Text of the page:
While the system was responsive, the politics and practicalities of humanitarian access were a stumbling block. Where access constraints were already high, the health response was prevented from reaching vulnerable communities. In Syria, for example, government-imposed impediments and aid diversion saw medical supplies blocked from areas outside state control. According to one source, a combination of UN reluctance to upset Damascus and obstructions to the cold chain prevented WHO from applying for the ‘humanitarian buffer’ – GAVI’s 5% reserve of COVID‑19 vaccines meant for people in conflict zones or humanitarian settings who cannot be reached by government vaccination campaigns.43 Elsewhere, there was evidence that COVID-19 restrictions were being used as a pretext to stymie wider aid efforts: in Yemen, interviewees for this study reported multiple incidents of agencies being forced to close programmes unpopular with the authorities in the name of redirecting resources to the COVID-19 response.  

As international travel was restricted and many agencies withdrew international staff at the start of the pandemic, the system was system was compelled to look more to local capacity. One INGO leader noted the sacrifices made by national staff, observing that the pandemic had prompted ‘the realisation that it’s really the national staff that are running things and should be running things’. A study conducted over the course of 2020 revealed an attitudinal shift from asking ‘if’ to asking ‘how’ to localise; but it also showed that, overall, there was little evidence of a transformational shift in power towards local actors as a result of the pandemic.44 The focus was on increasing remote management and decision-making, more than on local leadership. Relationships between international and national staff were also sometimes strained – evaluations found that shifting functions and increased workloads during the pandemic may have led to a rise in miscommunication.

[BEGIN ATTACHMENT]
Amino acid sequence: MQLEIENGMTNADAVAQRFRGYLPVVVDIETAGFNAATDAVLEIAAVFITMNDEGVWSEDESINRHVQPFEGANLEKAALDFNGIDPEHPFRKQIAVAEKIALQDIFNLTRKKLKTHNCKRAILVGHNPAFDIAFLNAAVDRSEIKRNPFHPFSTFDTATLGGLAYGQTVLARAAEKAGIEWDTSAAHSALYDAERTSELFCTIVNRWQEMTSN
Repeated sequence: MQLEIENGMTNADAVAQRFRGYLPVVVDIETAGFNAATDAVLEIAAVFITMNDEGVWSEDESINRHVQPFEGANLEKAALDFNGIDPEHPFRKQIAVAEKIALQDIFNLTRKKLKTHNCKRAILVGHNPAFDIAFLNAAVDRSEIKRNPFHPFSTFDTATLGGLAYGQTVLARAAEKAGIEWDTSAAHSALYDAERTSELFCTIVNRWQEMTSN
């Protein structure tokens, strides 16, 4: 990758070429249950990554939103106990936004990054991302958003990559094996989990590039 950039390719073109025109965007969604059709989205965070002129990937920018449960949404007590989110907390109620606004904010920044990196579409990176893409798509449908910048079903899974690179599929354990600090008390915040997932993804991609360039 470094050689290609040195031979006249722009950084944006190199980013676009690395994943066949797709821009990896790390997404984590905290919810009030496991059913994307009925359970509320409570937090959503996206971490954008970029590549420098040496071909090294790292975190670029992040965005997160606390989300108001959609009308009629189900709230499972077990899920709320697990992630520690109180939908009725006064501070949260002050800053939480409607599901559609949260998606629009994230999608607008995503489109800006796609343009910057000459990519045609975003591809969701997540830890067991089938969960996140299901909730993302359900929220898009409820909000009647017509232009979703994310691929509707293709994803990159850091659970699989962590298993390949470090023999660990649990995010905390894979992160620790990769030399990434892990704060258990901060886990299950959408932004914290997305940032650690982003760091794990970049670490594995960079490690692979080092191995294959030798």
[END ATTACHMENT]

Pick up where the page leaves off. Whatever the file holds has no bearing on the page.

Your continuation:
As international staff withdrew and national staff reduced their interactions with communities, the limits of remote programming began to show. The digital divide, where some communities or individuals lacked internet and mobile communication access, affected the assessment and coverage of needs. Lockdown measures brought with them a surge in protection cases, including violence against women and girls, which absent aid workers could not effectively monitor or address. Given what we’d learned from the Ebola Outbreak, protection should have been a central and essential element of the pandemic response, but evaluation evidence found this lesson went unheeded.45 Although remote education programmes proved fairly successful, school closures exposed children to harm and left them out of the sight and reach of support programmes.46 Cut off from sustained interaction with communities, agencies lost community trust and acceptance, especially as misinformation proliferated. 

Social safety nets

COVID‑19 restrictions generated immediate and lasting economic shocks that had a far worse effect on many vulnerable people than the disease itself. One humanitarian leader noted that it was a ‘mistake’ to think of the pandemic as a medical problem, as it was in the Global North: ‘It became a socioeconomic meltdown in the south … it devastated the socioeconomic lifeline of vulnerable people, and we didn’t really realise that until later.’ In Venezuela, the lockdown coincided with hyperinflation, which had already rendered a third of the population food insecure by the start of 2020, causing a major rise in malnutrition in the course of the year.47  

The shockwaves of the pandemic increased the humanitarian caseload48 as fragile development gains were reversed, and people tipped from economic precarity into humanitarian need. With limited financial resilience and means of recovery, the incomes of the world’s poorest were the worst hit.49 Social protection systems were extremely variable in their ability to meet widening and deepening needs – for example, the system in Pakistan held up well,50 while Uganda struggled.51 In many countries, humanitarian agencies linked their cash programming to national social protection schemes to better reach the most vulnerable, forging new connections and generating new lessons about shock-responsive programming (see Chapter 12). But this gave rise to concerns about whether sustained national safety nets and basic services would be able to support these people in the longer term. Even factoring in debt relief,52 developing countries faced an economic ‘long COVID’ that, without proactive development investments, may contribute to greater vulnerability to shocks and a new and chronic humanitarian caseload.